Preliminary Findings of the Links Between Gender Role Attitudes and Sexual Behaviors in Mexican American Early Adolescent Boys


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Abstract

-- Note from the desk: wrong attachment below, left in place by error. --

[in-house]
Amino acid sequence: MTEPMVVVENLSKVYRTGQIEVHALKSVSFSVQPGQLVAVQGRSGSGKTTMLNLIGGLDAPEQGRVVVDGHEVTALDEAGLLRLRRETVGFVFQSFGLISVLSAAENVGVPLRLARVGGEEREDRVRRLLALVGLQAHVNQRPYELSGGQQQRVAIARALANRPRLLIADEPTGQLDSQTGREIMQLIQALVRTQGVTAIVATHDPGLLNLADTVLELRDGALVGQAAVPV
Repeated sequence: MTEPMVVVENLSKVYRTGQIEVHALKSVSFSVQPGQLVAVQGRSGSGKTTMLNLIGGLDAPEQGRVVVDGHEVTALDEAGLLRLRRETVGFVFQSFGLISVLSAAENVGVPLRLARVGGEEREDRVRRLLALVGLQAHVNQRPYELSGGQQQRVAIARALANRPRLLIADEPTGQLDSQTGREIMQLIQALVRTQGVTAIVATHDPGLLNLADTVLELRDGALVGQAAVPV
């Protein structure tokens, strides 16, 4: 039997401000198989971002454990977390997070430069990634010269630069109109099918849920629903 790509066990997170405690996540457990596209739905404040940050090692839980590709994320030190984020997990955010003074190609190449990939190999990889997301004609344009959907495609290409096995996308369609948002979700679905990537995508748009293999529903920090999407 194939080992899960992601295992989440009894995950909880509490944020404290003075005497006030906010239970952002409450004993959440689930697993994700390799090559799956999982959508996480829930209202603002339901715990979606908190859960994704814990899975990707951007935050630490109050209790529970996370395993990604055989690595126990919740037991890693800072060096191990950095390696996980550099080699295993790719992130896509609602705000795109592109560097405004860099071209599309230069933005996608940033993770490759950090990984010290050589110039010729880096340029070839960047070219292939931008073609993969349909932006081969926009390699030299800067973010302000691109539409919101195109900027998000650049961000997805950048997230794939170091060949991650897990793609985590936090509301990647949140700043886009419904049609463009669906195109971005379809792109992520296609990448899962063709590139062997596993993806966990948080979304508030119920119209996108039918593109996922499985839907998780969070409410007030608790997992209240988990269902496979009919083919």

This study explored the relations between Latino gender role attitudes (traditional machismo attitudes and caballerismo attitudes) and sexual behaviors among 242 Mexican American early adolescent boys in the southwest United States. Specifically, a multiple mediator model estimated the association between gender role attitudes and sexual activity through a mediational pathway connecting substance use, sexual motives, and peer influence. Results from analyzing this structural equation model indicated that traditional machismo attitudes were not associated with sexual behaviors. Caballerismo gender role attitudes, however, were indirectly linked with reduced sexual motives and substance use via peer influence. This study underscores the importance of social context, behavior, and psychological motivations in explaining differences in sexual motives and substance use among young Mexican American adolescent boys who hold different kinds of beliefs about their gender.

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